Curator’s Message

March 8, 2022

In 2017 Prime Minister Justin Trudeau visited the National Historic Site Gur Sikh Temple where this exhibit you see before you told the story of the South Asian Canadian right to the vote. The Prime Minister read the introduction and asked:

Did the Government of the day take away the right to vote from South Asians in 1908?"

I replied,

"Yes, they did”.

He further commented,

I am sorry to hear that. It is even more egregious to take away the right to vote by the Government when it was a right given to immigrants when they first arrived.

These words have stayed with us for a long time because the important franchise given to our ancestors was something they fought for – for 40 long years from 1907 until 1947. Being disenfranchised left them feeling incomplete – their sense of belonging and contributing were all taken away through the legislated racism of the time.

This exhibit is part of the legacy of South Asian Canadian history through a rich and robust record of the past and highlights the many injustices faced by new immigrants to Canada. The perseverance and resilience of the early settlers to BC included lobbying, advocacy, public motivation, petitions, meetings in Ottawa and London and so much more. These stories and battles in the fight for the right to the franchise have been captured in this exhibit.

We hope you will learn from the exhibit and discover history that has not been given its due place in history.

We would love to hear from you if you have a story or insight to share about the right to vote - from the past or from today - contact us at

Dr. Satwinder Kaur Bains
Director, South Asian Studies Institute, University of the Fraser Valley

Sharanjit Kaur Sandhra
Coordinator South Asian Studies Institute, University of the Fraser Valley

(DIS)Enfranchisement: 1907-1947 The Forty-Year Struggle for The Vote

Vote Ballot
News clipping from the Beadall family of Mahinder Singh Beadall placing his ballot in the ballot box while another man looks on. Mahinder Singh was the first South Asian Canadian in Victoria to cast a ballot in a federal election when the vote was reinstated to South Asians in 1947.

This exhibit is part of a larger, nation-wide conversation commemorating 150 years of Canada’s confederation. The insertion and interjection of the South Asian Canadian experience in Canada is purposeful and meaningful in an attempt to un-silence the stories of those who were often considered the ‘other’ and who remained in the margins of Canadian historical discourse. In the early 1900’s Indian immigrants coming to British Columbia shores faced much racial, gender and cultural discrimination.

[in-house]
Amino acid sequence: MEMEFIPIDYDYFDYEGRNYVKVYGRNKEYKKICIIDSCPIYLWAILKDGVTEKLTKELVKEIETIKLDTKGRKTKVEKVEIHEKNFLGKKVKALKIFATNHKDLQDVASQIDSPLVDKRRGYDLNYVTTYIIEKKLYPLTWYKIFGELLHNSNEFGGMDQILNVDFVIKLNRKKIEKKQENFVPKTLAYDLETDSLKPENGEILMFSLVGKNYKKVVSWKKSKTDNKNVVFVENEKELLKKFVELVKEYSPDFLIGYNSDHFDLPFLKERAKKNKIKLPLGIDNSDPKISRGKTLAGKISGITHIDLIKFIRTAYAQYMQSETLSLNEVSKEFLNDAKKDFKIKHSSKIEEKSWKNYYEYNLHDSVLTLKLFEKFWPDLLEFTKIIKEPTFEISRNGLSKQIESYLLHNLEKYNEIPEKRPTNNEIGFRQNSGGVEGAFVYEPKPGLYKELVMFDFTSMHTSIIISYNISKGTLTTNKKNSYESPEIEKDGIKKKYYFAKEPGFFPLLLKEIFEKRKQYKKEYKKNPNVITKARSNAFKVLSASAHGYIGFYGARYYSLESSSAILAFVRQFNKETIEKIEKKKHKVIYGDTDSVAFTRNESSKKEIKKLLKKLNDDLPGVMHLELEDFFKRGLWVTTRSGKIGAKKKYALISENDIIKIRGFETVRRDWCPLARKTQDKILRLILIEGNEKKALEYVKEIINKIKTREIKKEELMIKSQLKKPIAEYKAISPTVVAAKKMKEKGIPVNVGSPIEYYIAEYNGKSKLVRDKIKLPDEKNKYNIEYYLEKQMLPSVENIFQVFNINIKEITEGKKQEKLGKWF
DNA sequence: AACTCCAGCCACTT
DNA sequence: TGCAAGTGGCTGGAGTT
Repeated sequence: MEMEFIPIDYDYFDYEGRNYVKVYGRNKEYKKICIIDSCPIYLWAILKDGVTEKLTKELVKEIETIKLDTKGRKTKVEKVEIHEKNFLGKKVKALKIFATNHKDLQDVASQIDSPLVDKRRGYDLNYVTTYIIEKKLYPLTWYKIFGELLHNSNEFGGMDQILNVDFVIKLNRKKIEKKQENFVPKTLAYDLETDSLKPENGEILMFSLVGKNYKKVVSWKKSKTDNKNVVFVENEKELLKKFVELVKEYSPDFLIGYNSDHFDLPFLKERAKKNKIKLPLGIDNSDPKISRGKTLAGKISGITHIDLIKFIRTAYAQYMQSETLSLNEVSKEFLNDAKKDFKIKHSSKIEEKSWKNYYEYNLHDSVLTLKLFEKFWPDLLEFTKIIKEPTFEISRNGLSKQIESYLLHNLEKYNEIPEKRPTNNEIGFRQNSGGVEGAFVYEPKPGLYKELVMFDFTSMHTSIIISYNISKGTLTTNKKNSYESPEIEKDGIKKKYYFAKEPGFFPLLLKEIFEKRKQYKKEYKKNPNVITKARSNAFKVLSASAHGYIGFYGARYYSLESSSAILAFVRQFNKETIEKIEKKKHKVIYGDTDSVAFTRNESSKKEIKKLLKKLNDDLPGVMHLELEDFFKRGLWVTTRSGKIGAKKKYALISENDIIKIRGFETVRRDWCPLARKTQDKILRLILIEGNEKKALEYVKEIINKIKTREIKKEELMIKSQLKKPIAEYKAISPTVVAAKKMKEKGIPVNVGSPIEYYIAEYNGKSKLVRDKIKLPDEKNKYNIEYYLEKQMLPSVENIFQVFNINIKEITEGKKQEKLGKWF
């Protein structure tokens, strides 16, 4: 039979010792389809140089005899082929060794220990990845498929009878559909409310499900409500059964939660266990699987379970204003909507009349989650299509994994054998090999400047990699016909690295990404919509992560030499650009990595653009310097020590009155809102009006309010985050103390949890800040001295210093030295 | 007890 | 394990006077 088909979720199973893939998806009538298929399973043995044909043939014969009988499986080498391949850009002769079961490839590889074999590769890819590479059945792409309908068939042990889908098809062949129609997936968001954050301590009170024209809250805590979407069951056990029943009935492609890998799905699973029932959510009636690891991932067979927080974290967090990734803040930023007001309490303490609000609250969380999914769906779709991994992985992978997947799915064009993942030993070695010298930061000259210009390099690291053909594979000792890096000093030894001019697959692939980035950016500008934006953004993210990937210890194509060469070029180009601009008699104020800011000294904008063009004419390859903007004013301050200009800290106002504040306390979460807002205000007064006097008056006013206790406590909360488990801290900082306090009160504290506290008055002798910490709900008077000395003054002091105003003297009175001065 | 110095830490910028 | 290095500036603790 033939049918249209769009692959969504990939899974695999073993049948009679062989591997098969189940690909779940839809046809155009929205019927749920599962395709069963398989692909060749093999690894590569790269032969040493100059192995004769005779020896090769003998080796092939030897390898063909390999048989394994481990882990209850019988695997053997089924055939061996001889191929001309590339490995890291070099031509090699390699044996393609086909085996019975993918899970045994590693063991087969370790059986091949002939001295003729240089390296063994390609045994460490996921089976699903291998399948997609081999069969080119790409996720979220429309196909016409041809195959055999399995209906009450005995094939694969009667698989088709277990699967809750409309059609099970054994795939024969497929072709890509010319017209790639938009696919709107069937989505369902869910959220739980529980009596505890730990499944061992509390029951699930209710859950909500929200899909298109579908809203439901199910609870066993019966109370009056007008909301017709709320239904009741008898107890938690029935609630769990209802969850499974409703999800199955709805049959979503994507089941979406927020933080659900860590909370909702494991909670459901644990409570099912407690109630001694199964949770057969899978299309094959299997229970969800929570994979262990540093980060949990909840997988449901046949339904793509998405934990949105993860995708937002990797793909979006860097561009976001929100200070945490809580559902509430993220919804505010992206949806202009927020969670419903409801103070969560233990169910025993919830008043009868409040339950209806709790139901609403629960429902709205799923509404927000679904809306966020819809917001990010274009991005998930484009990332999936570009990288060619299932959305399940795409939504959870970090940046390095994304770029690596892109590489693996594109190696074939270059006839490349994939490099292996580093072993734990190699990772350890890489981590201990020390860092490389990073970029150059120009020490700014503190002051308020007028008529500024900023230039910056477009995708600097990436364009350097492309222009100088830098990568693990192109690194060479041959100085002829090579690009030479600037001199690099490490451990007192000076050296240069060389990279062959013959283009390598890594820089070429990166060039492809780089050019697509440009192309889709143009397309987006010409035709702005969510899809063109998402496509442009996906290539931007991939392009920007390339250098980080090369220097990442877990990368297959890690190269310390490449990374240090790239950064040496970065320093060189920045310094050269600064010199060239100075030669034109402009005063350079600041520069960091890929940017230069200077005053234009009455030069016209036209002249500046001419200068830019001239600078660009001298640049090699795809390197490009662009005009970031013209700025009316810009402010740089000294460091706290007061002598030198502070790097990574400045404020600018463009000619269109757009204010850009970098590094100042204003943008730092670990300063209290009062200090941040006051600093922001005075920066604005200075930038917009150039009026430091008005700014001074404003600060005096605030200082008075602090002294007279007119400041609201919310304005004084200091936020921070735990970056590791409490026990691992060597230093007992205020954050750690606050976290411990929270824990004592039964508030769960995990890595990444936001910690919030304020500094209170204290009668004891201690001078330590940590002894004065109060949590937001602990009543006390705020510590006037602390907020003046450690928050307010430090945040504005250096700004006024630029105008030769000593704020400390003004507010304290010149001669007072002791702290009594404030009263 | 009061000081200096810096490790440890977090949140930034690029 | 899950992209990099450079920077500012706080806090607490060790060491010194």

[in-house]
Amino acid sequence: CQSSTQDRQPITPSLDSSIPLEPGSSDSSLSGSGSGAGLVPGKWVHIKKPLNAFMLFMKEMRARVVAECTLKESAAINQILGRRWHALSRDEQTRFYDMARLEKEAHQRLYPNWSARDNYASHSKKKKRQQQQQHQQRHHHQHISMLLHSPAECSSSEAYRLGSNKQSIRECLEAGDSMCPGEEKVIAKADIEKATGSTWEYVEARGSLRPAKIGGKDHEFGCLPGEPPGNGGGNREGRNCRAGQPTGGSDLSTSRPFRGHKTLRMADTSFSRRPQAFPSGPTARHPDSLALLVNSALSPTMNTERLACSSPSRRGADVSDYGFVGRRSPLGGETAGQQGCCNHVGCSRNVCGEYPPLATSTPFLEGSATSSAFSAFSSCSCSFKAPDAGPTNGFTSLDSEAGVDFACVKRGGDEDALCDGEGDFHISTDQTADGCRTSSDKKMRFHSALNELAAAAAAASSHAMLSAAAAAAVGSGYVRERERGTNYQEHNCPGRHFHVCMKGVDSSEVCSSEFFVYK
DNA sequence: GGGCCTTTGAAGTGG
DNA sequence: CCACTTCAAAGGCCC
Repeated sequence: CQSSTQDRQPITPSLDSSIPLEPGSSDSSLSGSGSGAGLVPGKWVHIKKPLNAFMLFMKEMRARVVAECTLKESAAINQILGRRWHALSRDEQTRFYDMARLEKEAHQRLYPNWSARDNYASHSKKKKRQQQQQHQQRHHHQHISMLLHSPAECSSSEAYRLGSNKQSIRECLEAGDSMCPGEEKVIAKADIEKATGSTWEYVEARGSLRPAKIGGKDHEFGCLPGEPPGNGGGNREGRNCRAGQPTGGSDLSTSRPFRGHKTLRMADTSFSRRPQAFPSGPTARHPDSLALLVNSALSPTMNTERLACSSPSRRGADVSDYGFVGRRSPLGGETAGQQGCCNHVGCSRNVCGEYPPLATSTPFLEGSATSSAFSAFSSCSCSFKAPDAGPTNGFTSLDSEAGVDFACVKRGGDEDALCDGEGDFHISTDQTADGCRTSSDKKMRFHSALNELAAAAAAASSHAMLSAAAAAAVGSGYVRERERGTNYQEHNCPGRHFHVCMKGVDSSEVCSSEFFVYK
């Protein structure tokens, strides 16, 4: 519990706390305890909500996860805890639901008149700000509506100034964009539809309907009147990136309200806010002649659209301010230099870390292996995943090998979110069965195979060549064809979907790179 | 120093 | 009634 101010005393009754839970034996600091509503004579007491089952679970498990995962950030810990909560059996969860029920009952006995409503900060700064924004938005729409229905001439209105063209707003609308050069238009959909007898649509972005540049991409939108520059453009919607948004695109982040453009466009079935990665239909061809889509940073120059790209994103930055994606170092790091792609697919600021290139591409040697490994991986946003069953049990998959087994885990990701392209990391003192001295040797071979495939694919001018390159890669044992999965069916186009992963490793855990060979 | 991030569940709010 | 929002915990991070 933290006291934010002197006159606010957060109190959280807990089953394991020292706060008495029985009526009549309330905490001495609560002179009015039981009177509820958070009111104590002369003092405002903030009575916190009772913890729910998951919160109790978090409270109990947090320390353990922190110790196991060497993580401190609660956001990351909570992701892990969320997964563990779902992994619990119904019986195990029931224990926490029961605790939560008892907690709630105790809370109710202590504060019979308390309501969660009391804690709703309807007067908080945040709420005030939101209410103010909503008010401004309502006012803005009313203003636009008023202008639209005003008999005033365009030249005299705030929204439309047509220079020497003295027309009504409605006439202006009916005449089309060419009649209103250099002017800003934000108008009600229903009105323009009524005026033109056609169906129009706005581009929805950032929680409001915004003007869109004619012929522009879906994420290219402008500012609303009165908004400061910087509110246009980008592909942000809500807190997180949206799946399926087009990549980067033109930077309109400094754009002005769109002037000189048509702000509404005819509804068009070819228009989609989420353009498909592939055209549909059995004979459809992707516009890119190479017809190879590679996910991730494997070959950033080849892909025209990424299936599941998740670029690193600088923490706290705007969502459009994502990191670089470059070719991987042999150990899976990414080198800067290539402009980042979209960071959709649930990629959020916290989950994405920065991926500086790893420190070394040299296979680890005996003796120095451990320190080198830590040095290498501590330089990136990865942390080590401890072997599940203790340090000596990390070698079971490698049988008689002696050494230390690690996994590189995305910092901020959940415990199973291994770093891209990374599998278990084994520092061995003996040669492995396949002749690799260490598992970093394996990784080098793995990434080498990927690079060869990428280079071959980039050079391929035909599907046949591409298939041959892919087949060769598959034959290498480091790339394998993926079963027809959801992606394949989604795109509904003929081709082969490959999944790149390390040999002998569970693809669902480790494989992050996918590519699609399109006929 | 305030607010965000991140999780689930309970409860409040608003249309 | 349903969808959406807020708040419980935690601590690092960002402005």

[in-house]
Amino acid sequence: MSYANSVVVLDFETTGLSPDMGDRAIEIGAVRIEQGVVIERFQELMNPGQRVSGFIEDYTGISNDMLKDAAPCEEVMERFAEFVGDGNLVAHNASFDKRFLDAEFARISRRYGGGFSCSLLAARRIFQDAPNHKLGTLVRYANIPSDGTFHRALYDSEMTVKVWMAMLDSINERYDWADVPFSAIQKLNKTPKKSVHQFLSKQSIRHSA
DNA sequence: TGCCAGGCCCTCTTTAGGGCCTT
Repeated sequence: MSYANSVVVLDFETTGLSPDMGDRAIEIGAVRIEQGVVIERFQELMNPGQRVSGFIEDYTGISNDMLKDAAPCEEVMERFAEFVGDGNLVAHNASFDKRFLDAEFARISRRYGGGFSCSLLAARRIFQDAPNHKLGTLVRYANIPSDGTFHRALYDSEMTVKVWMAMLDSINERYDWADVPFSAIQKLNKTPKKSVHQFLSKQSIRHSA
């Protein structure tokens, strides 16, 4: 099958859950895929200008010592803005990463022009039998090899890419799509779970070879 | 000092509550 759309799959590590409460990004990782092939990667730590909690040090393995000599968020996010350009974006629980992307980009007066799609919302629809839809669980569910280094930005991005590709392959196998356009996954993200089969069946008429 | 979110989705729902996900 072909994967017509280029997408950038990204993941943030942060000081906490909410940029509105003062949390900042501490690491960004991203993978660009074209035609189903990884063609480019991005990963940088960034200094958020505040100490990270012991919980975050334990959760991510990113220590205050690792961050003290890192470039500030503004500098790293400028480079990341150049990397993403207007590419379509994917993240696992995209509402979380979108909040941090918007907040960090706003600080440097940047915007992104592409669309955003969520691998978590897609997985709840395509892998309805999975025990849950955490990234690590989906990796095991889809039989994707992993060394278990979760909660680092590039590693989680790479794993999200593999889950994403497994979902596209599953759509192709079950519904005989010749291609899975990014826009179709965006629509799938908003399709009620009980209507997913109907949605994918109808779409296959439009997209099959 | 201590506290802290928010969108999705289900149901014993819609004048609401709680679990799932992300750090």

The story of The Vote is a perfect example of a narrative that is a part of the larger story of Canadian Confederation. We recognize that The Vote was much more than the act of electing Provincial and Federal leaders; it was an act of Citizenship and rights, an active participation in a process that was meant to include a selected few in the narrative of Canadian nationhood. For many others, this right was denied based on designed discriminatory and racist practice and legislation. This exhibit aims to shed light on the struggles and triumphs of South Asians’ struggle to regain The Vote, and as a narrative that is as much a part of Canadian history as any other story.

We gratefully acknowledge financial support by the Government of Canada.
Nous reconnaissons l'appui financier du gouvernement du Canada.

This exhibit was curated by the Centre for Indo-Canadian Studies (now the South Asian Studies Institute) at the University of the Fraser Valley with support from the Khalsa Diwan Society, Abbotsford.


We acknowledge that the National Historic Site and Gur Sikh Temple and Sikh Heritage Museum is located on the land of the unceded Sto:lo First Nations territory.

The Sikh Heritage Museum would like to demonstrate its solidarity with the Stó:lō people. We do this by acknowledging the Stó:lō peoples ongoing struggle for self-government and recognition on lands which has been theirs from time immemorial.

We recognize that the story of struggle for South Asians’ franchise and citizenship is a stark departure from the narrative and story of the Indigenous peoples on whose traditional territory this nation was built. In response, we humbly move forward as partners in this complicated history.

ENFRANCHISE: [en-fran-chahyz], verb (used with object), enfranchised, enfranchising.
- legal process for terminating a person's First Nations status and conferring full Canadian citizenship. Enfranchisement was a key feature of the Canadian Federal Government's assimilation policies regarding Aboriginal peoples.
FRANCHISE: [fran-chahyz], verb
- to grant a franchise to; admit to citizenship, especially to the right of voting
- to endow (a city, constituency, etc.) with municipal or parliamentary rights
DISENFRANCHISE: [disənˈfran(t)SHīz/], verb
- to deprive (a person) of the right to vote or other rights of citizenship